Cabins on Sea Cloud vary considerably, with essentially two distinct types of accommodations. Ten original cabins, accessed by a spiral staircase leading from the library, are amongst the most desired at sea. The rest of the cabins are relatively small modern additions.
Sea Cloud Cabin Reviews (6)
Each individually decorated, the original cabins feature expansive baths, decorative fireplaces, antique furniture, one or even two walk-in closets, and a level of craftsmanship that is not found on modern ships. Note that cabins nine and ten, while listed as original, are not actually in their original configuration, as they were created with the joining of two crew cabins. They are done in a similar style, however, as the other eight cabins, and are significantly larger and nicer than the modern cabins.
The showpiece is cabin one, Mrs. Post's original 410-square-ft. quarters with a Louis XIV styled bed, decorative fireplace and a large bathroom boasting a Carrera marble bathtub and sink and gilded swan-shaped faucets. Cabin two, Sir Edward Francis Hutton's, is 363 square ft., and by contrast a thoroughly male room with dark wood paneling, beamed ceilings, an antique secretary and another similarly huge marble bathroom.
The other original cabins vary in size from 237 to 333 square ft. Forget balconies though. These cabins are located only a few feet above the waterline, and have classic brass rimmed portholes that make the room feel suitably nautical.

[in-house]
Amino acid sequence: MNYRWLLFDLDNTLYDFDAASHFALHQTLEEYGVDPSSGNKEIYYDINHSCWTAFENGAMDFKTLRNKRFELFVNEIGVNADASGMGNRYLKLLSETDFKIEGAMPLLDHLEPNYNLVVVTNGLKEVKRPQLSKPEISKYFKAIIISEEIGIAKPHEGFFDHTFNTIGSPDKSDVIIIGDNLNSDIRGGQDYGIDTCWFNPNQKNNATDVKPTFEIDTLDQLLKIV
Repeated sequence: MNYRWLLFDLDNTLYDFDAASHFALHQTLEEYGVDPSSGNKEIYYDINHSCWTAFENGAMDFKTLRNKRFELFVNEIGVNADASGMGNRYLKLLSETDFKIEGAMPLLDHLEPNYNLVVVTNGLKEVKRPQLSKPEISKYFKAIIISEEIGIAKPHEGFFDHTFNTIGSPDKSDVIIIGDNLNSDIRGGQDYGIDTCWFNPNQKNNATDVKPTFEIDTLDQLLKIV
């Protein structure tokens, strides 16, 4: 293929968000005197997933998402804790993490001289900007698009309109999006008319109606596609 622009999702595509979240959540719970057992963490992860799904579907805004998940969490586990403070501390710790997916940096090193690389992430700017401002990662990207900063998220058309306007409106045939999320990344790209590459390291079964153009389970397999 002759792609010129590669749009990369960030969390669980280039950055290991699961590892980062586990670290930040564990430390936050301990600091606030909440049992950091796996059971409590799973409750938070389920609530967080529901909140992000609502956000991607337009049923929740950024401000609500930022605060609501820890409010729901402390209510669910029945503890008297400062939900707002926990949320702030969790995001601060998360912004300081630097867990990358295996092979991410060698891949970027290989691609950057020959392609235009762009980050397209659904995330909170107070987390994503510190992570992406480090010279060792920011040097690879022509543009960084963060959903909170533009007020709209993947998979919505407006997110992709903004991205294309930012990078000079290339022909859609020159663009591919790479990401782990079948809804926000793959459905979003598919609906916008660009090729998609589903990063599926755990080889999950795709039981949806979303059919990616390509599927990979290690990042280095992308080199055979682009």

The modern cabins range in size from cozy 129-square-ft. upper and lower bunk cabins opening onto the deck to a fairly standard 177 square ft. cabin. By modern ship standards, these cabins can be small, especially for a luxury line, but they are smartly decorated in nautical colors with quality furnishings. Sea Cloud passengers usually accept their size as part of the charm of getting a chance to sail on such a historic and beautiful vessel. Bathrooms are limited and usually around 30 square ft.; none of the modern cabins feature bathtubs, although they all have marble sinks and gold plated fixtures.
As the cabins vary so much, be sure to pay attention to what you are booking. Only two of the modern cabins and a few of the original cabins have double beds, and they can't be moved or combined as on a modern ship. Another point to note is that while all modern cabins look out onto open deck, those on the topmost deck are raised so that passersby can't see into them, and there are no TV's in the cabins.
One night during each cruise, the original cabins are opened up in an open house. Much like New Yorkers going to Sunday open houses just out of curiosity, formally clad passengers descend the spiral staircase to be greeted by stewards toting champagne and canapes. Then it is off to inspect every cabin, comparing the virtues of cabin five versus cabin seven, perhaps, while marveling at the expansive closets. (While you have the option of not opening your cabin to the rest of the ship, this is hardly in keeping with the communal, friendly atmosphere that is found onboard.)
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